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Bacteria swap genes with their neighbors more frequently than researchers have realized



Walter Hodges Corbis

Bacteria and archaea—collectively known as prokaryotes—live pretty much everywhere, dividing happily in places from stomach acid to deep-sea vents. They can thrive in so many different places because their genomes are incredibly flexible: they can alter, lose and duplicate genes almost at will. Scientists have long recognized that prokaryotes can also acquire genes from their neighbors (a move that contributes to antibiotic resistance). But this method of gaining new DNA, termed horizontal gene transfer, was thought to be relatively rare and to occur only under strong pressures in the environment, such as exposure to powerful antibiotics.

A recent study in PLoS Genetics has found, instead, that pro­kar­y­otes acquire genes from near-by microbes quite often. This transfer, which can take place when one bug obtains genetic information from another via a bridge or a virus, can happen even when the two prokaryotes are from different species.

By compiling a database of 110 different prokaryote genomes, Todd J. Treangen and Eduardo P. C. Rocha of the Pasteur Institute in Paris calculated the number of genes that had been acquired through horizontal gene transfer. They knew that genes that evolve within a pro­karyote’s own genome are often located near similar genes and have similar functions in existing genes. Genes that arrive via horizontal transfer, however, appear randomly throughout the genome and often have radically different functions. By tracking these two major markers, Treangen and Rocha calculated that the prokaryotes they studied acquired between 88 and 98 percent of new genes through horizontal transfer.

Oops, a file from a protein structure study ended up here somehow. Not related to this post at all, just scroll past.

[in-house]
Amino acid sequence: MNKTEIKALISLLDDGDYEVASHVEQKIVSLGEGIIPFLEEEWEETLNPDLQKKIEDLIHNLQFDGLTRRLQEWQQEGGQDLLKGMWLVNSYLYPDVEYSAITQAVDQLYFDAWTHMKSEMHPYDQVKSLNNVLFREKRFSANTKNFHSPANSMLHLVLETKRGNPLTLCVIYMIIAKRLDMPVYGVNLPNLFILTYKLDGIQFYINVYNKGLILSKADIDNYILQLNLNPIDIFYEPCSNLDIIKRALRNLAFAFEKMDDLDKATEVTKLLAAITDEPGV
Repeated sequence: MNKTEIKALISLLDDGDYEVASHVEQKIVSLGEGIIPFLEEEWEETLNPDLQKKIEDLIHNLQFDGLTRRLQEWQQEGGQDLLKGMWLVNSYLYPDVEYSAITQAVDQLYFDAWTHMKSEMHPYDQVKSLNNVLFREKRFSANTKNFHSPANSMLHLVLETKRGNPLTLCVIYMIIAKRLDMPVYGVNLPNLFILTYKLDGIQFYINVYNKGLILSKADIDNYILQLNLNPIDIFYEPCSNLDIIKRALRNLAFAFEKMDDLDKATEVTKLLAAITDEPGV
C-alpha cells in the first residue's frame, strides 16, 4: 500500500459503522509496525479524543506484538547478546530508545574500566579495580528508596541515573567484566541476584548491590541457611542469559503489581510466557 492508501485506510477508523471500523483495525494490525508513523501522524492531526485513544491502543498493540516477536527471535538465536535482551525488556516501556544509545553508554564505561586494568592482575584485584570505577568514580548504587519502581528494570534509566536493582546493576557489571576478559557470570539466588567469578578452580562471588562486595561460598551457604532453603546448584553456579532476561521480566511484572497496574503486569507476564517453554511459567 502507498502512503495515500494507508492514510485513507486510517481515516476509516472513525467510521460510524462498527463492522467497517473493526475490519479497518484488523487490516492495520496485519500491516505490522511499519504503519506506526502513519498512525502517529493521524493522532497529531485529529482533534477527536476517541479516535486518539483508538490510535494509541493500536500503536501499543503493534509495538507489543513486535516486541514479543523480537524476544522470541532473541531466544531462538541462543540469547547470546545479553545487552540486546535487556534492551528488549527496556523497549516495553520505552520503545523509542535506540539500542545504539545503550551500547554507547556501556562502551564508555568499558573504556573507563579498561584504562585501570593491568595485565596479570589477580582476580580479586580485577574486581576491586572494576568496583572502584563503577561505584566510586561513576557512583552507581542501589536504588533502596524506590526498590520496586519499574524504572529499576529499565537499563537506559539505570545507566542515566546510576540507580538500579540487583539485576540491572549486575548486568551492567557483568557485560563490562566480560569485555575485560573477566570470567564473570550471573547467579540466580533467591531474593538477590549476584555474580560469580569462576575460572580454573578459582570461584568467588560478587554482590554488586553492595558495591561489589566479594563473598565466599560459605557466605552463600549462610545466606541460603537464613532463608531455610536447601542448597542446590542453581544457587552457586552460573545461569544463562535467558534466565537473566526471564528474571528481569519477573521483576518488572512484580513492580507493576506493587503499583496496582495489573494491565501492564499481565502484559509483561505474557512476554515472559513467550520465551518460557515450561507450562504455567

“This [study] shows that most new genes in bacteria are gained from outside sources,” says Howard Ochman, a microbiologist at Yale University, who was not involved in the research. “It took full genome sequences and a lot of good sense about how to cull the data, and I think that their conclusions are really robust.” 

After arriving in their new homes, transferred genes follow a different evolutionary path than do genes that evolve within the same genome. The newcomers evolve more quickly and stay longer—behaviors that Treangen suspects arise because the genes provide radical new and useful functionality.

Horizontal gene transfer allows pro­kary­otes to acquire “preexisting adaptations from other microbes,” says Treangen, which enables them to rapidly establish themselves in new environments. This study, he asserts, shows that horizontal transfer is the dominant force driving prokaryote evolution and helps to explain why bacteria have developed antibiotic resistance so quickly.

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